Northamptonshire child protection: Lowdown agency could close
A youth counselling service that helped 10,000 young people in Northamptonshire in the last year will close in June unless £120,000 funding can be found.
The Lowdown in Northampton, established nearly 25 years ago, claims cuts and the recession will force it to shut.
The agency, which relies on the NHS for £34,000 and donations for the rest, is looking at other sources of finance.
It says funds are drying up when it is busier than ever, with GP and social agency referrals at an all-time high.
"In the wake of a highly critical Ofsted report into Northamptonshire County Council's protection for vulnerable children, what we offer is more vital than ever," director Dawn Wright said.
The Lowdown said it had an important role to play in the proposed multi-agency approach that was shown in the report to be failing in the county.
The agency claims it had no funding from the county council for six years, yet received referrals from them.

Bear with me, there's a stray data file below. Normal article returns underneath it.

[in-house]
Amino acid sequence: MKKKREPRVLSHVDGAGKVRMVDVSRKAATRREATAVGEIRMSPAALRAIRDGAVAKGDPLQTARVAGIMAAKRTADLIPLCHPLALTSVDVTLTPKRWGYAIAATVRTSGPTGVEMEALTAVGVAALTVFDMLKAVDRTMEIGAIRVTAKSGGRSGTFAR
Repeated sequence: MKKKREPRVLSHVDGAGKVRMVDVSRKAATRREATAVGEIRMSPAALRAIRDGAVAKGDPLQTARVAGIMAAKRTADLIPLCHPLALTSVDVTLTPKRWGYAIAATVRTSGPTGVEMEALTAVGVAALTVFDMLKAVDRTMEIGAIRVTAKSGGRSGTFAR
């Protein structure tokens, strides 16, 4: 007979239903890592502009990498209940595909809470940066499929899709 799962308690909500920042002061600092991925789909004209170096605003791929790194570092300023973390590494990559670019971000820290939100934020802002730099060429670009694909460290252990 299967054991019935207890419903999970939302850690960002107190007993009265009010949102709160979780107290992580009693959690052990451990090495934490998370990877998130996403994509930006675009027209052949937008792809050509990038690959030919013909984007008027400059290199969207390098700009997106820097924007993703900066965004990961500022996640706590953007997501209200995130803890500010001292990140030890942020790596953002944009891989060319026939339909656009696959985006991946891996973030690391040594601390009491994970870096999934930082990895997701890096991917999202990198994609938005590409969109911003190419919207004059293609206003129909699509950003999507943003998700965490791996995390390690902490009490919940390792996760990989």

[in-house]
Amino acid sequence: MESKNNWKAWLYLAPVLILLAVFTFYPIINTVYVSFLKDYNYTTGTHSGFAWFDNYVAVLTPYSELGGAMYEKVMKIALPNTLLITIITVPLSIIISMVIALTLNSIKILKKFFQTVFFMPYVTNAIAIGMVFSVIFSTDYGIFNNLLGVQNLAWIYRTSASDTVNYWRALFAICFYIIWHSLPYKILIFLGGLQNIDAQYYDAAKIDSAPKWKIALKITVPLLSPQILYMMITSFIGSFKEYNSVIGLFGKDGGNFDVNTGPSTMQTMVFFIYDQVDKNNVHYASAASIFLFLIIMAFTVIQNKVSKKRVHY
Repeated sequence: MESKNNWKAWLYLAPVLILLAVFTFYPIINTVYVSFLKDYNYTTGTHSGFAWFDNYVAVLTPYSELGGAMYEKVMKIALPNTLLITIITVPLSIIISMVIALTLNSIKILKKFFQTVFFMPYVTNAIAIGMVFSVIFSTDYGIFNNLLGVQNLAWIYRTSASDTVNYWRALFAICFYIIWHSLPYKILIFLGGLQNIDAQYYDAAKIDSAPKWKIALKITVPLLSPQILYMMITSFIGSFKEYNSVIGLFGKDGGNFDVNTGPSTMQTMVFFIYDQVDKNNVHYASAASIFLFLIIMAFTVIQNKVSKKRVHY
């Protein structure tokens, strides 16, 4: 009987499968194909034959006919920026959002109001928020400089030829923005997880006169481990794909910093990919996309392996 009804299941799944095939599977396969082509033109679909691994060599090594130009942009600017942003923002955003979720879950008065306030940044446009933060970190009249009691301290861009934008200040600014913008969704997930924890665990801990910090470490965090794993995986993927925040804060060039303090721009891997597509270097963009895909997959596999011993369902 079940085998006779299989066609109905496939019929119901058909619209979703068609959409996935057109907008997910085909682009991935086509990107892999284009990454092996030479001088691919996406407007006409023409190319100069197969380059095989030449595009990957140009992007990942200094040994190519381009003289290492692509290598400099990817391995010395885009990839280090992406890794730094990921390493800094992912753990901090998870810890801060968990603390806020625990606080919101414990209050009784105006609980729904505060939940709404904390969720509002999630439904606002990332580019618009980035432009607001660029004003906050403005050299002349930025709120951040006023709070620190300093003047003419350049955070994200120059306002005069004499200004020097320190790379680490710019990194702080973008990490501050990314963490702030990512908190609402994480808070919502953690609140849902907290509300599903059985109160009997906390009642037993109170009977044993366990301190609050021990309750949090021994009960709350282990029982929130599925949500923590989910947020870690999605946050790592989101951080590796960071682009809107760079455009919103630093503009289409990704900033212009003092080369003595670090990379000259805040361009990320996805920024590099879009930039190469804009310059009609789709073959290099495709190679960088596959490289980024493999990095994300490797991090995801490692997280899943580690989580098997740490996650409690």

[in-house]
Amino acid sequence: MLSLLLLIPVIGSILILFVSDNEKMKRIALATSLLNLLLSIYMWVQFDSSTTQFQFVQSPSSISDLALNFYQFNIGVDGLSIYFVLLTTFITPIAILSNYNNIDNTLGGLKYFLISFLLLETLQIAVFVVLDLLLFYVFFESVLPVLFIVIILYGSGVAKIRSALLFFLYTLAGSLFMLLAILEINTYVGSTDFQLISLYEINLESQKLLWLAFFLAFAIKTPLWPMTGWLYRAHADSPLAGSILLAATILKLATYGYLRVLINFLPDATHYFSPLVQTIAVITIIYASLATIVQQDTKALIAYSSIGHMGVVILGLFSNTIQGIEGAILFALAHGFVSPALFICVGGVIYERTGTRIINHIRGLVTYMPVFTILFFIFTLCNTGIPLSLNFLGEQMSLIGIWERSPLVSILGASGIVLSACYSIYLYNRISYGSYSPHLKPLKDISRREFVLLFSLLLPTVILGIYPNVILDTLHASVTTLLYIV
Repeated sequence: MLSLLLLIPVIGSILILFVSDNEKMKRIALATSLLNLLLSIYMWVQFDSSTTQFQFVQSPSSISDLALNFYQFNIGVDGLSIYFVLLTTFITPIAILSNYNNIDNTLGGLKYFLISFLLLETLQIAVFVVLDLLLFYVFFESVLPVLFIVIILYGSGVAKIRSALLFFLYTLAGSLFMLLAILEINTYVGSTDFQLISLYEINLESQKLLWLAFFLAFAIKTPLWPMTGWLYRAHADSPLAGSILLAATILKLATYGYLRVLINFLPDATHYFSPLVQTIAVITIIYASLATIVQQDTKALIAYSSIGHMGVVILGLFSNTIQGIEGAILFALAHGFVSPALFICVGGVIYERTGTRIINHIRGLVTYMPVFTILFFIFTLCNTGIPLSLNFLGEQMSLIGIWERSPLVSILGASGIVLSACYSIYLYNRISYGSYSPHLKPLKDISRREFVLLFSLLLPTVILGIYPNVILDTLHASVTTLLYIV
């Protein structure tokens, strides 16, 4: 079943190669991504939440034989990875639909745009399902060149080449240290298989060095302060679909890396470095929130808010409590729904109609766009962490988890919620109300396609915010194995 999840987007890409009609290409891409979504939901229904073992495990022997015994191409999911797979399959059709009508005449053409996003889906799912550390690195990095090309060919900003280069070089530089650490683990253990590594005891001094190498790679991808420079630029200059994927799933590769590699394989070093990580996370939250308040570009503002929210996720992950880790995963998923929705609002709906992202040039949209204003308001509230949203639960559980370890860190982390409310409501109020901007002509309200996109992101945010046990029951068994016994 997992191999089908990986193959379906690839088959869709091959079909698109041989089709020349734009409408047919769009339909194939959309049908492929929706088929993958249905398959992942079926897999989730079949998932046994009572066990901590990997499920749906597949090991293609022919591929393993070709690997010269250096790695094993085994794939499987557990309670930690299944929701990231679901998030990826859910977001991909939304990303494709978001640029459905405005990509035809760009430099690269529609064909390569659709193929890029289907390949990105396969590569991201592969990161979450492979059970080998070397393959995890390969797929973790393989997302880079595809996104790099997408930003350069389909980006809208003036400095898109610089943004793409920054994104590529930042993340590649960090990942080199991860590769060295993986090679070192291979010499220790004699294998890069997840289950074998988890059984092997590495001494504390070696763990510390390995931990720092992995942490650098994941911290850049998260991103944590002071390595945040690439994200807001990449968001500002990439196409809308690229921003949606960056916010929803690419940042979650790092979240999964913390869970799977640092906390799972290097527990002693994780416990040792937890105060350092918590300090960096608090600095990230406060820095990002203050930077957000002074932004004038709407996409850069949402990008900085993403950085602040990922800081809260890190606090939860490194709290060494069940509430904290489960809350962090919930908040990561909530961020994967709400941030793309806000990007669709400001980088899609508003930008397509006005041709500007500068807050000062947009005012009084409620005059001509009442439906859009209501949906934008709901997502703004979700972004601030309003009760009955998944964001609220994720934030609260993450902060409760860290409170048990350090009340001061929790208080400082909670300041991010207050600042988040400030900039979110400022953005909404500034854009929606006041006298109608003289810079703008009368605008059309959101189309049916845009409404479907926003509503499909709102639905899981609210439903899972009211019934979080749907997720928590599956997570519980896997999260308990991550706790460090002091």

The Ofsted report said a lack of resources had an adverse impact on services for children and on fully implementing the county council's multi-agency safeguarding hub (MASH).
Ms Wright said young people came to the agency because they knew of its work in schools, colleges and libraries.
Many of the young people and children they helped had mental health problems, behavioural difficulties, depression, anxiety, eating disorders or self harmed.
"We are open six days a week and at weekends and they do not need referrals. GPs, the county council and other agencies use our services," she said.
The county council had pledged to strengthen MASH and had appointed Kevin Crompton as chair of the local safeguarding children's board.
Claiming budget share
He was formerly chief executive of Haringey Council where he helped improve children's services following the death of Peter Connelly, also known as Baby P, in 2007 after social workers missed signs of abuse.
"The frontline of safeguarding is to have everyone vigilant," he said. "That means schools, police, health visitors and others looking for signs.
"It also needs clear process with senior staff from the agencies at a single spot so they can act quickly when incidents are brought to their attention," he said.
The Lowdown said it was seeing about 1,000 young people a month and was delivering in areas where Ofsted had identified county council failings.
They were therefore making a case for a share of the children's safeguarding budget which is currently £780,000.